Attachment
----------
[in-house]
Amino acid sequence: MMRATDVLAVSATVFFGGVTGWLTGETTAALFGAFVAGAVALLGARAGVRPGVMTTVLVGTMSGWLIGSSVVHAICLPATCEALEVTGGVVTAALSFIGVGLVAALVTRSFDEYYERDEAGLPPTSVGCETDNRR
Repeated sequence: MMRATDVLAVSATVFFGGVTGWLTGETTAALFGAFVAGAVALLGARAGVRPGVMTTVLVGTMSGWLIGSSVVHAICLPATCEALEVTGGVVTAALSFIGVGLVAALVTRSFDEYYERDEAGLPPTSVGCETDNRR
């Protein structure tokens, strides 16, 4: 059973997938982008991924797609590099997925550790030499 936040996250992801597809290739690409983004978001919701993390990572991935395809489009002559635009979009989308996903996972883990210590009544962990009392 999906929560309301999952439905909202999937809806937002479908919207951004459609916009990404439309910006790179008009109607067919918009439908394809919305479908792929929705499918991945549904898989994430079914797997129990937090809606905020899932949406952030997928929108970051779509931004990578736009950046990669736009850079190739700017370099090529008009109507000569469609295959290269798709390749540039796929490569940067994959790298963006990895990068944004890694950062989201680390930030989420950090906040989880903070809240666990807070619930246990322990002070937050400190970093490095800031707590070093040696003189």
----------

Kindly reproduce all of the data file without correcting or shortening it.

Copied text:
[in-house]
Amino acid sequence: MMRATDVLAVSATVFFGGVTGWLTGETTAALFGAFVAGAVALLGARAGVRPGVMTTVLVGTMSGWLIGSSVVHAICLPATCEALEVTGGVVTAALSFIGVGLVAALVTRSFDEYYERDEAGLPPTSVGCETDNRR
Repeated sequence: MMRATDVLAVSATVFFGGVTGWLTGETTAALFGAFVAGAVALLGARAGVRPGVMTTVLVGTMSGWLIGSSVVHAICLPATCEALEVTGGVVTAALSFIGVGLVAALVTRSFDEYYERDEAGLPPTSVGCETDNRR
């Protein structure tokens, strides 16, 4: 059973997938982008991924797609590099997925550790030499 936040996250992801597809290739690409983004978001919701993390990572991935395809489009002559635009979009989308996903996972883990210590009544962990009392 999906929560309301999952439905909202999937809806937002479908919207951004459609916009990404439309910006790179008009109607067919918009439908394809919305479908792929929705499918991945549904898989994430079914797997129990937090809606905020899932949406952030997928929108970051779509931004990578736009950046990669736009850079190739700017370099090529008009109507000569469609295959290269798709390749540039796929490569940067994959790298963006990895990068944004890694950062989201680390930030989420950090906040989880903070809240666990807070619930246990322990002070937050400190970093490095800031707590070093040696003189």